Monday saw a flurry of Pentium 4 reviews. At the risk of further saturation, here is a footnote. In addition to their hands-on preview over at Gamecenter, C|Net has a note of a BIOS problem that delayed this processor. tnaw_xtennis follows up their analysis of SPEC by considering more benchmarks in a piece entitled “The Sweet Spots of Pentium 4 at Present.” Although the current benchmarks show fair to middling performance, the key to the P4’s success lies in the widespread adoption of SSE / SSE2 by software developers. SSE / SSE2 (flat register) is a clear shift away from x87 (stack register). The Register has the latest on a newly optimized version of SiSoft Sandra 2001 with SSE2 and DDR support. Yet even if something like MS Excel was optimized for SSE2 there would be no dramatic performance increase. Heavy 3D applications, video-streaming, and multi-tasking applications need to be optimized for SSE2 to enable P4 to strut its stuff. Intel is still Chipzilla, but this is not going to be easy. With the 386, Intel was saved by companies like Compaq and Microsoft. Running on Compaq’s 386 machines, Microsoft’s Windows was able to take advantage of what the 386 had to offer. In my opinion, what complicates the adoption of SSE / SSE2 is the industry’s transition to the IA-64 which will begin next year. This is where Intel and AMD show a clear divergence. The 64-bit Itanium will be able to run 32-bit x86 applications through a translator. This means slower performance, clock for clock. AMD’s 64-bit Clawhammer will be able to run existing x86 instructions natively and will also get SSE2 support. The next two years will be interesting to watch.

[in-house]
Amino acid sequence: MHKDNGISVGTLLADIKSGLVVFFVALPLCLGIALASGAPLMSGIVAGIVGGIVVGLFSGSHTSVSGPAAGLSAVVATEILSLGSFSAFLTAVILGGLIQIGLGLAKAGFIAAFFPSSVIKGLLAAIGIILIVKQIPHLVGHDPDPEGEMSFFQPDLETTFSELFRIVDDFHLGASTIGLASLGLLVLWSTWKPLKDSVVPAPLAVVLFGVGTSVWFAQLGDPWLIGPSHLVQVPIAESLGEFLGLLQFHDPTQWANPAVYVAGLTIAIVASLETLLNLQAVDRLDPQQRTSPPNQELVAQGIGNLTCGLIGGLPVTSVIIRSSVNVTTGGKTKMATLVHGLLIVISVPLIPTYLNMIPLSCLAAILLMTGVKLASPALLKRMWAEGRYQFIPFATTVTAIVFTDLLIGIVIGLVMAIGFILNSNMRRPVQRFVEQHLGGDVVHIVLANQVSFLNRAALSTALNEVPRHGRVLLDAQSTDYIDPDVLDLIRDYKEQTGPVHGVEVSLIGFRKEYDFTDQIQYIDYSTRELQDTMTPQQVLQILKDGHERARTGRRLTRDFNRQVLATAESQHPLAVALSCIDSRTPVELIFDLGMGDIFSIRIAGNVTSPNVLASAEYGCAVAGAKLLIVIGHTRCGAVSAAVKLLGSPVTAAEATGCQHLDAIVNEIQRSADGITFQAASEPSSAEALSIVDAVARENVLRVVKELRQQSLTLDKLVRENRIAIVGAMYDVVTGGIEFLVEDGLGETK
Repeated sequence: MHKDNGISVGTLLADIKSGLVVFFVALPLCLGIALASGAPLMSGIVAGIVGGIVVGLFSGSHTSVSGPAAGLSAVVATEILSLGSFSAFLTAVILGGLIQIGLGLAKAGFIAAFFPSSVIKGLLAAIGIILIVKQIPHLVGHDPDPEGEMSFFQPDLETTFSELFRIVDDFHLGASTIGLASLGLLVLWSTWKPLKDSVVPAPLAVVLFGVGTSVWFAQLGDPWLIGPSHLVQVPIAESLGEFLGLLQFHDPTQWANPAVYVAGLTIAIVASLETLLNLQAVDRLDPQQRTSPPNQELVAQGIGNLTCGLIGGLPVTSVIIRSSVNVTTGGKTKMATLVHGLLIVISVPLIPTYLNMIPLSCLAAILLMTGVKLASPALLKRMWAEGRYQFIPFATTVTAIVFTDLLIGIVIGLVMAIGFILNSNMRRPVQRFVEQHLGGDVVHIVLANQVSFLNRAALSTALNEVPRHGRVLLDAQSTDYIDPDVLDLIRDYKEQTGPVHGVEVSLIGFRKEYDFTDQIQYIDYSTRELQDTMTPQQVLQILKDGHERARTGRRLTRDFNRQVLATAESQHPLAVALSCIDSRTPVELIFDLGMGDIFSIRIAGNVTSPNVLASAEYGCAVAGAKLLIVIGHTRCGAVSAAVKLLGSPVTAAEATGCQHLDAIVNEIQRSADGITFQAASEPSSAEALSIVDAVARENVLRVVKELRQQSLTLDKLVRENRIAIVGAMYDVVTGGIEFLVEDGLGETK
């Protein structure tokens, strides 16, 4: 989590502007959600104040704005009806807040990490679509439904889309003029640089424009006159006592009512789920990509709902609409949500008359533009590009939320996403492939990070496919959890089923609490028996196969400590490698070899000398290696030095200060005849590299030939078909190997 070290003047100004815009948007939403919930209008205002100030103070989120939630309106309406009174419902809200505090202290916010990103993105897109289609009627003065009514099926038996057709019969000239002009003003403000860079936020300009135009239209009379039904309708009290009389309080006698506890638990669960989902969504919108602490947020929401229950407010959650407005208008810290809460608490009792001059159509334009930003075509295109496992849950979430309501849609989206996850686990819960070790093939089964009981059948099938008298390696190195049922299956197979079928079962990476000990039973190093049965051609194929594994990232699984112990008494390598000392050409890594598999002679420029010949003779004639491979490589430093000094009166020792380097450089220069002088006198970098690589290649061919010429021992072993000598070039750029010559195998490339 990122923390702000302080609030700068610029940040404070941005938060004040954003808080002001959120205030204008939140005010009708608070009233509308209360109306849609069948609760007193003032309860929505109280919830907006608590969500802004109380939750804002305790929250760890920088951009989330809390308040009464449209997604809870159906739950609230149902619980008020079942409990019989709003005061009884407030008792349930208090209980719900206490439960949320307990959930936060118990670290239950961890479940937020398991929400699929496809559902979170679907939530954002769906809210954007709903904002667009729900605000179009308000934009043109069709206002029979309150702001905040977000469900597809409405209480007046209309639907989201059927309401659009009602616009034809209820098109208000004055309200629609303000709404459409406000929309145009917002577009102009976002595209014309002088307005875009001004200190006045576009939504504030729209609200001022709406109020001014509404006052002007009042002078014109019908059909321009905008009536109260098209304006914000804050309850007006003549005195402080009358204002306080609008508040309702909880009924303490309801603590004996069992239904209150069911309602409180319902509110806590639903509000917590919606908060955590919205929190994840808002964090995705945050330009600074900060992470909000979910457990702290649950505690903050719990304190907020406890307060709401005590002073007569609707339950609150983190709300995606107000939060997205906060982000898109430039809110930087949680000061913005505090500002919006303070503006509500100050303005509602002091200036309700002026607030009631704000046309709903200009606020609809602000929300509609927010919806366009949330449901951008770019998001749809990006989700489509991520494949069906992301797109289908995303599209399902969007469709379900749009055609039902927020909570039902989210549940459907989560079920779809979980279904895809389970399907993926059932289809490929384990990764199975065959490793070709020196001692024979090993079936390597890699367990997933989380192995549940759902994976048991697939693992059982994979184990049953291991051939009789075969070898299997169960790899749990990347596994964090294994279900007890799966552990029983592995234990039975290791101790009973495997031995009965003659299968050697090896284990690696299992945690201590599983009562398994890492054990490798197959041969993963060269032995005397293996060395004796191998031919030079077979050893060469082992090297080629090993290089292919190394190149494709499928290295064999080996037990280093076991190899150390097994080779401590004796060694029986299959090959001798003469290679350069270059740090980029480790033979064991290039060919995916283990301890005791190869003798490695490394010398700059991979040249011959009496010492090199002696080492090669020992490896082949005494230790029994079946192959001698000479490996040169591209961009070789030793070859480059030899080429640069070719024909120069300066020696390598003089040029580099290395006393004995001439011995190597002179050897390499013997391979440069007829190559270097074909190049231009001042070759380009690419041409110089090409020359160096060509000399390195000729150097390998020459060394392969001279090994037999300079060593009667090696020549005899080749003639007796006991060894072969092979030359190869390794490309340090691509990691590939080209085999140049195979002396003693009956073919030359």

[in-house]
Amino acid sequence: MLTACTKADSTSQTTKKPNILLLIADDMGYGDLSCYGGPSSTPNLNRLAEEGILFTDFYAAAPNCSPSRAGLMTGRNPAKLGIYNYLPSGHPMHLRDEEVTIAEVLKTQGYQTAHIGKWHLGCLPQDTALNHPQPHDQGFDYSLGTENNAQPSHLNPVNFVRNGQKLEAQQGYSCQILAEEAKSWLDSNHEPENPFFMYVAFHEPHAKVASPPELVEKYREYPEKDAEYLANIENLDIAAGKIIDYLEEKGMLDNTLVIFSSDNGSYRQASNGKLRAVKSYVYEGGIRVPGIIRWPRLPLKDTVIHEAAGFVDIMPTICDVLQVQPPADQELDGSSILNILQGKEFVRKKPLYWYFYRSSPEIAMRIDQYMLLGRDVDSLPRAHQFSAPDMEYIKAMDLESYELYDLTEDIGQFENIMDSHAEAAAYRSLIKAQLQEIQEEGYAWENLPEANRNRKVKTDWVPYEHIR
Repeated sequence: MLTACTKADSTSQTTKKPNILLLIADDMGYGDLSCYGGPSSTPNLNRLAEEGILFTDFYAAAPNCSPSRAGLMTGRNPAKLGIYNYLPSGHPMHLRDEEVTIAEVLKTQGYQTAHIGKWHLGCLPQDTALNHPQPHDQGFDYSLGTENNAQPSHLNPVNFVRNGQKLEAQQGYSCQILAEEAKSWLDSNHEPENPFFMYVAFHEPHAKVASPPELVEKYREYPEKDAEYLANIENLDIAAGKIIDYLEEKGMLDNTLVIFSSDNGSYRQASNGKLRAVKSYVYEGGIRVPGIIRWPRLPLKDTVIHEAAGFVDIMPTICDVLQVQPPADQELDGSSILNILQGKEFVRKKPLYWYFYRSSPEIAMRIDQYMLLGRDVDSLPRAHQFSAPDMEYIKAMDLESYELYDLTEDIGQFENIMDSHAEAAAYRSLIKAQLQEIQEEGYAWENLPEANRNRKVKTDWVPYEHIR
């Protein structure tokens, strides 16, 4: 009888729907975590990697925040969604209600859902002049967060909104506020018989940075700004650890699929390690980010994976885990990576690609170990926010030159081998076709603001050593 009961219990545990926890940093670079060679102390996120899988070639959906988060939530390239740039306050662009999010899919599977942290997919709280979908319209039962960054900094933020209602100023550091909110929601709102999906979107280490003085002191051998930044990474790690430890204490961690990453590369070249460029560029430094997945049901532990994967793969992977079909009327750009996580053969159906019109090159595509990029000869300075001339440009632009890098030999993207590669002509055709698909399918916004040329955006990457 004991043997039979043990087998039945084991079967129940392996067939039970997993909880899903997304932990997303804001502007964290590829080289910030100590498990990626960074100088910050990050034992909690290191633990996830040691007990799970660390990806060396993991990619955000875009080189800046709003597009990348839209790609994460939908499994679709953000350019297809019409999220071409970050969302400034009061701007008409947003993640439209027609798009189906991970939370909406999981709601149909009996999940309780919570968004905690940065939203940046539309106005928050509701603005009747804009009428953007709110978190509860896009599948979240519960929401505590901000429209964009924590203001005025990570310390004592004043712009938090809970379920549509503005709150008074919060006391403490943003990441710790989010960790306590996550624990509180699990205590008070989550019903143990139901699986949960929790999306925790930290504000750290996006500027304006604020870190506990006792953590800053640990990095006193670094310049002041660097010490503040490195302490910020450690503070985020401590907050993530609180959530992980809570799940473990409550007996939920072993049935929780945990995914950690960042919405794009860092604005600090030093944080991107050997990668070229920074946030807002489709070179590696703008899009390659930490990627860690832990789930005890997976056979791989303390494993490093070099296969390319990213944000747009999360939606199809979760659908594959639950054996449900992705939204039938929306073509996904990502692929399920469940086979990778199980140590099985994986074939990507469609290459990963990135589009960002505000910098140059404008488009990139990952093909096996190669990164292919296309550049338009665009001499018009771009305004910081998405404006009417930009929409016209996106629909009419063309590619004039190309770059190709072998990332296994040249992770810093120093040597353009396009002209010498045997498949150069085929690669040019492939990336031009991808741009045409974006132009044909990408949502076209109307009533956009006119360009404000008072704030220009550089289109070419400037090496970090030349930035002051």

In any event, the Pentium 4 made its debut with demonstrations of a 3D version of Macromedia’s Shockwave and a 3D shooting game called “Gun Varkry.” You can see a fifteen second MPEG of the latter here. According to PC Watch, Intel marketing director Anand Chandrasekher (another Anand?) is stating that a 2.0 GHz Pentium 4 will make its appearance in Q3 2001. Intel will make its transition to the 0.13 micron process in Q4 2001. It sounds extremely bullish but Intel is predicting that 50% of mainstream PCs will be Pentium 4 based at the end of 2001. ASCII 24 is reporting that some time at the end of 2001 to the beginning of 2002 will mark the appearance of a mobile Pentium 4.